Thursday, 15 April 2010

Greenock by William Wordsworth

We have not passed into a doleful City,
We who were led to-day down a grim dell,
By some too boldly named “the Jaws of Hell”
Where be the wretched ones, the sights for pity?
These crowded streets resound no plaintive ditty
As from the hive where bees in summer dwell,
Sorrow seems here excluded; and that knell,
It neither damps the gay, nor checks the witty.
Alas! too busy Rival of old Tyre,
Whose merchants Princes were, whose decks were thrones;

Soon may the punctual sea in vain respire
To serve thy need, in union with that Clyde
Whose nursling current brawls o’er mossy stones,
The poor, the lonely, herdsman’s joy and pride.

Greenock – By William Wordsworth
(composed while travelling
through on his highland tour)

The Ghostly Captain of Lunderston Bay

Who has not heard the tale of Auld Dunrod, the stories of the Inverkip witches, or the haunting Bogle of Boglestone? But who among you has heard the tale of the Ghostly Captain of Lunderston Bay?

Our tale begins in 1588, when King Phillip of Spain raised an Armada and sailed against England. After a disastrous defeat at the battle of the Gravelines, the Armada found itself blown off course and scattered along the Northern coast of Britain. Only a few brave or foolhardy Captains were able to steer their ships through the dark nights and harsh storms of the North-western coast of Scotland. Among those few left was Captain Mordoba, whose ship the Salamanca became the scourge of Ports and villages along the West Coast of Scotland. The bowels of his ship became stuffed with the gold of the Scots.

Then one night, late in October, a fierce storm, much like the ones we still see this time of year, tore the sails from the Salamanca, and threw her into the Firth of the Clyde. As the wind howled and the rain battered down, Mordoba’s men scrambled overboard. But the Captain himself would not be separated from his gold. It was to be the death of him. And so it was the Captain met his fate on the rocks of the Gantocks, his ship lost the waves. Some say that the Captain himself was laid to rest in the old cemetery of Inverkip, and to this day, if you look hard enough amoung the overgrown stones, you will find a small grave marked with a simple skull and cross bones.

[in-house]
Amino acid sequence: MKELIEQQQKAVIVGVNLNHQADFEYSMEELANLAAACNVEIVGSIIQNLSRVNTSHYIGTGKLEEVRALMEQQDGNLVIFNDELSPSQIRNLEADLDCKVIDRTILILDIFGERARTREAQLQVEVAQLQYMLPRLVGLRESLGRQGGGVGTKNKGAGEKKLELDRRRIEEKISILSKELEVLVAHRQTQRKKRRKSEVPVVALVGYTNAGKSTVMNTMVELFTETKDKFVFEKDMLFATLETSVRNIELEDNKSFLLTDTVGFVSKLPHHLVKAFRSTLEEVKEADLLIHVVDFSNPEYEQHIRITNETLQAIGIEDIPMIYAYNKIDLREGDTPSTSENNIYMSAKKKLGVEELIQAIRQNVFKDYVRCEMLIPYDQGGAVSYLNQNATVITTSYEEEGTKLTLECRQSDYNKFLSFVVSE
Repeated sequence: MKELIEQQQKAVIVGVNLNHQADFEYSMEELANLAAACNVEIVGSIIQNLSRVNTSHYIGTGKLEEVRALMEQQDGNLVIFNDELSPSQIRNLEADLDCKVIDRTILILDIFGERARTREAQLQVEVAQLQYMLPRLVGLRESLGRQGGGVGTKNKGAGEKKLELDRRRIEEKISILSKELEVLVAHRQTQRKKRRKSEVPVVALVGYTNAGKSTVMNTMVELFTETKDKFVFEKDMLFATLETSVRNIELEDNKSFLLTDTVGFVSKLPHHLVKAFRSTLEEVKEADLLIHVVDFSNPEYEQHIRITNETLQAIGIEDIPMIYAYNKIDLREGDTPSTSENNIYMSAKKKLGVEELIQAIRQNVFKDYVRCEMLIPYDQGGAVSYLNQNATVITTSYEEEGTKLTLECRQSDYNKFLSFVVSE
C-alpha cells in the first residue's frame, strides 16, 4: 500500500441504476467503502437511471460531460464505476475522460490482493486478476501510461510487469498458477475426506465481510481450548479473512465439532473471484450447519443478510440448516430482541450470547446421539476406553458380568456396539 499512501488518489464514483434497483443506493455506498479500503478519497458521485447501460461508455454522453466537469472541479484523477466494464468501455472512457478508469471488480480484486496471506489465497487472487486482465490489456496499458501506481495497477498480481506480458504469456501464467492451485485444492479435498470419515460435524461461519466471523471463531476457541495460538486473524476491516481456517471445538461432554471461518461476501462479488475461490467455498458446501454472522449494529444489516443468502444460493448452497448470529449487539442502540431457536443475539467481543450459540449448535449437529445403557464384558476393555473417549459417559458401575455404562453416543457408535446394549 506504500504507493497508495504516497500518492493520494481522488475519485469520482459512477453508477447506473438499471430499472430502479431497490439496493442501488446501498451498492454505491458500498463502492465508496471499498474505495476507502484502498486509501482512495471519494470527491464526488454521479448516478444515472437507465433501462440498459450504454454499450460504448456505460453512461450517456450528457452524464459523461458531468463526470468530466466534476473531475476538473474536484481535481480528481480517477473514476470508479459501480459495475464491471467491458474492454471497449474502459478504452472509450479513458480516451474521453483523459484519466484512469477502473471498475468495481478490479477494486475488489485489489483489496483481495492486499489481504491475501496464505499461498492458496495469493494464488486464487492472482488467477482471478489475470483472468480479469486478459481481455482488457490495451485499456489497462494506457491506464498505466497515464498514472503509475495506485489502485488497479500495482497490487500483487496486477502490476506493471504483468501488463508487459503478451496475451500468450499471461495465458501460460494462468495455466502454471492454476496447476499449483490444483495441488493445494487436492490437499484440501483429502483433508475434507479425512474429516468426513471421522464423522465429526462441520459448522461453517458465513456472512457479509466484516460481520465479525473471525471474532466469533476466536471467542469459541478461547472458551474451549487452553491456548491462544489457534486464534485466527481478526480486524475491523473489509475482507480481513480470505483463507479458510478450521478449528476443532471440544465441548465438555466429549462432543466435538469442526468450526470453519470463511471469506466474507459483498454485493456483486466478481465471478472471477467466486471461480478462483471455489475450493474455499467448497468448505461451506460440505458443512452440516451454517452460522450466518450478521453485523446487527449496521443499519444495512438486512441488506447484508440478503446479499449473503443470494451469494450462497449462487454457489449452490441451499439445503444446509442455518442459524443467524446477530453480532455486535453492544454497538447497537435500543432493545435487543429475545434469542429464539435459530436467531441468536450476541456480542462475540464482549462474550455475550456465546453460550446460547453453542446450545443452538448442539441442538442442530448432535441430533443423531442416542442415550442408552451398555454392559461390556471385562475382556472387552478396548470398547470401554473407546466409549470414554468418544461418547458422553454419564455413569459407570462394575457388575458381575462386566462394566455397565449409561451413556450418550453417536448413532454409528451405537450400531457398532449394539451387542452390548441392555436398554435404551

But what of Mordoba’s treasure, you may ask? Well it is said that in the days after the storms a young farm hand named John Carswell came across a black chest while walking along the beach at Lunderston Bay. He thought fortune had smiled on him that day. With Mordoba’s gold, Carswell was a rich man. But never a happy one. For the tale goes hat wherever he went, a shadow was always at his back. He became convinced that the Captains Ghost had returned for his gold, following him at every turn, unresting and unyielding in his haunting. And so, driven mad by the spectre, Carswell resolved to bury what little remained of the gold, and leave the cursed wealth behind. He died a penniless and miserable man, and as he went to his grave, he still muttered of the Ghostly Captain.

Just a yarn you might say. But there is a strange twist to this tale. In the 1950’s two workmen discovered a cow horn containing sixty coins while digging in Burns Road. The coins were dated to around 1580, and to this day reside in the National Museum of Scotland and the McLean Museum. The last of Mordoba’s gold? Perhaps. Or perhaps it still lies waiting to be found. Certainly there are still those today who swear they have seen the haunting spectre of the Ghost Captain stalking along the beach at Lunderston Bay, searching for his treasure.

Twice Told Tales

From ancient celtic sun worship to haunted country mansions, from the coming of the Roman Legions to the rule of the Welsh Kings, through a dark age of superstition to the red tides of war, the river has always run, bringing settlers, invaders and travellers to our shores.

Templar Knights, Irish immigrants, Nazi spies, sea serpents, exiled highlanders, Vikings, pirates, gypsies, warlocks, mystics, saints, witches, poets and revolutionaries; some passed through, some stayed forever, all of them left their mark on the Clyde and her people.

All of them have stories. Centuries of songs and stories.

And the stories never stop. Even now a black wildcat roams the hills behind our town, a semi-mythical wildman lives on the outskirts of the east end and strange lights are seen in the sky above Port'll know stories of your own...or the stories your Gran told you.

Thats what this is. Somewhere to share those stories. Mainly stories about this wee corner of the world, but folktales, stories and urban legends from everywhere always find their way across cultural and geographic divides - even more so these days.

Here's the rule...its not history...its folklore. If people are genuinely telling and sharing a good story, we're only half interested in the facts.

Here's why...

"The legends represent the imagination of the country, they are the kind of history which a nation desires to possess. They betray the ambitions and ideals of the people, and in this respect, have a value far beyond the tale of actual events and duly recorded deeds which are no more history than a skeleton is a man."
Standish O'Grady